Lisa Phillips, VP at Fastly
Full disclosure: Fastly is my employer.

This thread is incredibly well phrased, explaining exactly why it’s important for developer to be on call and how to make that not terrible. Bonus content: the thread also branches out into on-call compensation.

if you aren’t supporting your own services, your services are qualitatively worse **and** you are pushing the burden of your own fuckups onto other people, who also have lives and sleep schedules.

Charity Majors — Honeycomb

This week, Blackrock3 Partners posted an excerpt from their book, Incident Management for Operations that you can read free of charge. If you enjoy it, I highly recommend you sign up for their first-ever open enrollment IMS training course. I know I keep pushing this, but I truly believe that incident response in our industry as a whole will be significantly improved if more people train with these folks.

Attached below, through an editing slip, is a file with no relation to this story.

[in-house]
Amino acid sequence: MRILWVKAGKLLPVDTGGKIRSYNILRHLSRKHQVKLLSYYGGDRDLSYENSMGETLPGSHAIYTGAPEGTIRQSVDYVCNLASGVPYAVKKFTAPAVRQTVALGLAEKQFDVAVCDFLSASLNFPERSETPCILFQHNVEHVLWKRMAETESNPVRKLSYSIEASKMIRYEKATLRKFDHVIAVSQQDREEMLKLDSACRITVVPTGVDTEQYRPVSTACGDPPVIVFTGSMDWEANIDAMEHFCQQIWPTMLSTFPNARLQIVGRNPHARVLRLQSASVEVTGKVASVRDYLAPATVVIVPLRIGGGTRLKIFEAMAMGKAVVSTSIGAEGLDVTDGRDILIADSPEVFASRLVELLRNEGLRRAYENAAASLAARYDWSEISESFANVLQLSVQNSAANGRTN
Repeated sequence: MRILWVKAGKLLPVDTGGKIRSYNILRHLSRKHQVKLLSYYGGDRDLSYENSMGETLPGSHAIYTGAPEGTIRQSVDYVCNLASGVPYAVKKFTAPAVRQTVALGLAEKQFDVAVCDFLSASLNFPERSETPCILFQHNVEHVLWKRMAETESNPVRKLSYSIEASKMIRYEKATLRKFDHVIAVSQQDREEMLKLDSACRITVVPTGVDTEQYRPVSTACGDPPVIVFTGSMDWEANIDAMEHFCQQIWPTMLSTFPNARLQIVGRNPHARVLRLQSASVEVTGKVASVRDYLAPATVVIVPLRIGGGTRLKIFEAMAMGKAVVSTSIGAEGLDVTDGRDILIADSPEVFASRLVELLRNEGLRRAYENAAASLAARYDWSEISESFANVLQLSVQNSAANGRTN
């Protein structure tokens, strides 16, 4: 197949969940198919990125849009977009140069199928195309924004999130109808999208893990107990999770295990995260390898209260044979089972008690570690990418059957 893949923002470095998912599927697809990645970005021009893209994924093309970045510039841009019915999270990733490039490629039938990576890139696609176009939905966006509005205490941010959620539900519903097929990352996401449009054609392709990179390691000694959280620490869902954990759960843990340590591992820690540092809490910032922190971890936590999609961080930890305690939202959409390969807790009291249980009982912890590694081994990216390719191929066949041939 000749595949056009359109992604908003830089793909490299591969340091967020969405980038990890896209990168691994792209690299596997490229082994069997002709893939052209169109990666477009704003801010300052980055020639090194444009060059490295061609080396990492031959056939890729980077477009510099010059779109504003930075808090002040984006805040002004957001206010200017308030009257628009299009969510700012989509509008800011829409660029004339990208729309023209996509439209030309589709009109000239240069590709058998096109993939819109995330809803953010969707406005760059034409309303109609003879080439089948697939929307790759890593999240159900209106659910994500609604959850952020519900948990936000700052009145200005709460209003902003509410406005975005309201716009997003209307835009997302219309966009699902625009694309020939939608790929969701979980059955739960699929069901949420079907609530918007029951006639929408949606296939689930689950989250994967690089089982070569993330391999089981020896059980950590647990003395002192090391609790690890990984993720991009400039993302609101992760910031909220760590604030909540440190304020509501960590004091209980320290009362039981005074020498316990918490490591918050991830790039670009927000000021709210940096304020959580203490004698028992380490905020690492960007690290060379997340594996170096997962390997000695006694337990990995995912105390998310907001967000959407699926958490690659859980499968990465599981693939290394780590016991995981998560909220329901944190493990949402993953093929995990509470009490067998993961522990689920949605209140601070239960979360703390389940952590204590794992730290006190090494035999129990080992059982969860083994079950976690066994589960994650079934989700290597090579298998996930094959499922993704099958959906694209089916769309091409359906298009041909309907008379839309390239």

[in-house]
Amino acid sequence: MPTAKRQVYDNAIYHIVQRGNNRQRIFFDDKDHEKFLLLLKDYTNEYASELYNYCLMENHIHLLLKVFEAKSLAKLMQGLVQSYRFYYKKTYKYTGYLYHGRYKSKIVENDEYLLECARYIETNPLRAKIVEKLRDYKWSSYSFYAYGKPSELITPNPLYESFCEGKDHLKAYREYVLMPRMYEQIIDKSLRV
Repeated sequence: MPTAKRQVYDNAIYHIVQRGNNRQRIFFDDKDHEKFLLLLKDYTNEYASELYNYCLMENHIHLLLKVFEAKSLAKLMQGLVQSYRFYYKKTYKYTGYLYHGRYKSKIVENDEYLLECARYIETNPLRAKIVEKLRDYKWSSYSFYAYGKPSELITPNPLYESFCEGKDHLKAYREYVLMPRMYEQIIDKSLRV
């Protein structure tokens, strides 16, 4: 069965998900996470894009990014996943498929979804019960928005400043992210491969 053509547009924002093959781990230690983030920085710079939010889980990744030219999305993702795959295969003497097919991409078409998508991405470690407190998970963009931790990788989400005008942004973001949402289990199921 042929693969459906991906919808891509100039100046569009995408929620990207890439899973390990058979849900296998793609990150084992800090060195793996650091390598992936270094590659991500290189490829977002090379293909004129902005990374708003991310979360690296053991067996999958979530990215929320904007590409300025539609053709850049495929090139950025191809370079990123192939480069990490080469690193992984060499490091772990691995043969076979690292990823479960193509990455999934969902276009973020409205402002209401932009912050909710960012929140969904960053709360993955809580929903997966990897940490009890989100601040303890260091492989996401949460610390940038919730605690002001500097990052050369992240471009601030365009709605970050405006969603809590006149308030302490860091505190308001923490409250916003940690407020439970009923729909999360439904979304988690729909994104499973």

“On-call doesn’t have to suck” has been a big theme lately, with articles and comments on both sides. Here’s a pile of great advice from my favorite ops heroine.

Charity Majors — Honeycomb

An interesting little debugging story involving unexpected SSL server-side behavior.

Ayende Rahien — RavenDB

In this post, I’m going to take a look at a sample application that uses the Couchbase Server Multi-Cluster Aware (MCA) Java client. This client goes hand-in-hand with Couchbase’s Cross-Data Center Replication (XDCR) capabilities.

Hod Greeley — Couchbase

Tips for how to go about scaling your on-call policy and procedures in order to be fair and humane to engineers.

Emel Dogrusoz — OpsGenie


SRE Weekly Issue #110


Learn how to accelerate your path to full-stack monitoring and alerting in this webinar. Register now: